In what is seen as the third stimulus package, External Affairs Minister Pranab Mukherjee, who is also holding charge of Finance, has announced a slew of indirect tax reductions and other fiscal measures to revive a rapidly slowing down economy. Estimated to cost the government Rs.30,000 crore by way of revenue loss in 2009-10, the package includes a 2 per cent cut in the median excise duty and service tax rates— down from 10 per cent to 8 per cent. Besides, the 4 per cent across-the-board reduction in excise duty announced as part of the first package in early December has been extended beyond March 31, 2009. States will not be penalised for having to borrow, up to certain limits, for investment in infrastructure and other employment-generating schemes. The first stimulus package was estimated to cost Rs.30,000 crore including an additional plan expenditure of Rs.20,000 crore. Much of the second package announced in January related to the domain of the Reserve Bank of India and contained very few fiscal measures.

The latest package has come barely a week of the presentation of the interim budget that was singularly devoid of significant interventions by way of tax reliefs or other demand-stimulating measures. This was then projected by official spokesmen as a conscious decision by the government and attributed to two factors. The first was the traditional practice — adopted by governments on the eve of a general election — of leaving major changes in taxation and other policies to the successor regime. However, neither that argument of sticking to convention and probity nor the second, and even more likely, reason of the absence of fiscal space has deterred the government from coming up with major cuts in indirect taxes now. If only these measures had been announced in the interim budget, the public mood and market sentiment would have been buoyed up. The deteriorating state of public finances is seen from the budget figures. For 2008-09, the estimated revenue is at 4.4 per cent and the fiscal deficit at 6 per cent of the GDP — sharply higher than the budgeted 1 per cent and 2.5 per cent. The consolidated fiscal deficit of the Centre and the States including the off-budget items is estimated to be close to 11 per cent. The Centre is already facing a shortfall of nearly Rs.60,000 crore in gross tax revenue as projected in the original budget estimates for the current year. It is certain that the new government will face a daunting task in bridging the deficit. Not surprisingly, the weakening fiscal situation has prompted Standard and Poor’s to downgrade the outlook on India’s long-term sovereign credit rating.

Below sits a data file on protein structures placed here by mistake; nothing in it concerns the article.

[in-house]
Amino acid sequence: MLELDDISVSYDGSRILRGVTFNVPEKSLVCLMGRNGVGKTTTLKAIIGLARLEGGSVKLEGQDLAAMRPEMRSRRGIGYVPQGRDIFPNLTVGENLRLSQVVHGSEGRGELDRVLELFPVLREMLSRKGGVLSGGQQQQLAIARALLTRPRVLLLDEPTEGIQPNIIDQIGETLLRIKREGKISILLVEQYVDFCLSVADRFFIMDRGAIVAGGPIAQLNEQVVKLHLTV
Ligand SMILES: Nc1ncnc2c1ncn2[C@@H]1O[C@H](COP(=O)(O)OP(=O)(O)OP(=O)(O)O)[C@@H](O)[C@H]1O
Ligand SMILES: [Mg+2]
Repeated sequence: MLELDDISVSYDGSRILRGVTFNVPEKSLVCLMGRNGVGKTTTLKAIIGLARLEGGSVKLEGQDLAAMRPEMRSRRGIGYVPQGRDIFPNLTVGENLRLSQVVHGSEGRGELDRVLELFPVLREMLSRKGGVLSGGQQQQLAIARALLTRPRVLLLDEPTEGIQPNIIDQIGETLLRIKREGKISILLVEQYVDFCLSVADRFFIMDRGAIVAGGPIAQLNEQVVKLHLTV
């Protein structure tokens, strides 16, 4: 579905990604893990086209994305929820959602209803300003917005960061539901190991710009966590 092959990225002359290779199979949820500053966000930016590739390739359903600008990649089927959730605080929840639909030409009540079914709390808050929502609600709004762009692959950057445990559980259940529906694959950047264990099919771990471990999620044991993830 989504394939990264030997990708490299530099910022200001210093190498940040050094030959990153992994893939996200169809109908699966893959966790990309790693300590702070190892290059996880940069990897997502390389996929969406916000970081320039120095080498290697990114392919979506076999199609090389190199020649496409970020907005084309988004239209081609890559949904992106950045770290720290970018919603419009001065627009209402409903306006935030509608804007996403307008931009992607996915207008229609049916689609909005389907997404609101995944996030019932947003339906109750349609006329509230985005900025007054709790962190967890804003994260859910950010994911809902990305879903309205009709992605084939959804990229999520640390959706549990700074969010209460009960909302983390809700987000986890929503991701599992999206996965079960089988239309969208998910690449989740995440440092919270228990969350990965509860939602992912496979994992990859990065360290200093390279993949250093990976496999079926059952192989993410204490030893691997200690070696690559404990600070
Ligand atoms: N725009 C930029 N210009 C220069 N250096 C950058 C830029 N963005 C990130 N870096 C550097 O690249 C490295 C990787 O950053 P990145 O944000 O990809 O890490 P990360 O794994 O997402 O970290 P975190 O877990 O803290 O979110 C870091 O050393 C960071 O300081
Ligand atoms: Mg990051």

Corrections amp; Clarifications

In the Editorial "In small doses" (February 26, 2009), the second sentencein the first paragraph read, "Estimated to cost the government Rs.30,000crore by way of revenue loss in 2009-10, the package includes a 2 per centcut in the median excise duty and service tax rates - down from 10 per centto 8 per cent." Excise duty was cut from 10 per cent to 8 per cent, andservice tax from 12 per cent to 10 per cent.

In the second paragraph, the word "deficit" was missing in the sentence,"For 2008-09, the estimated revenue [deficit] is at 4.4 per cent and thefiscal deficit at 6 per cent of the GDP - sharply higher than the budgeted 1per cent and 2.5 per cent."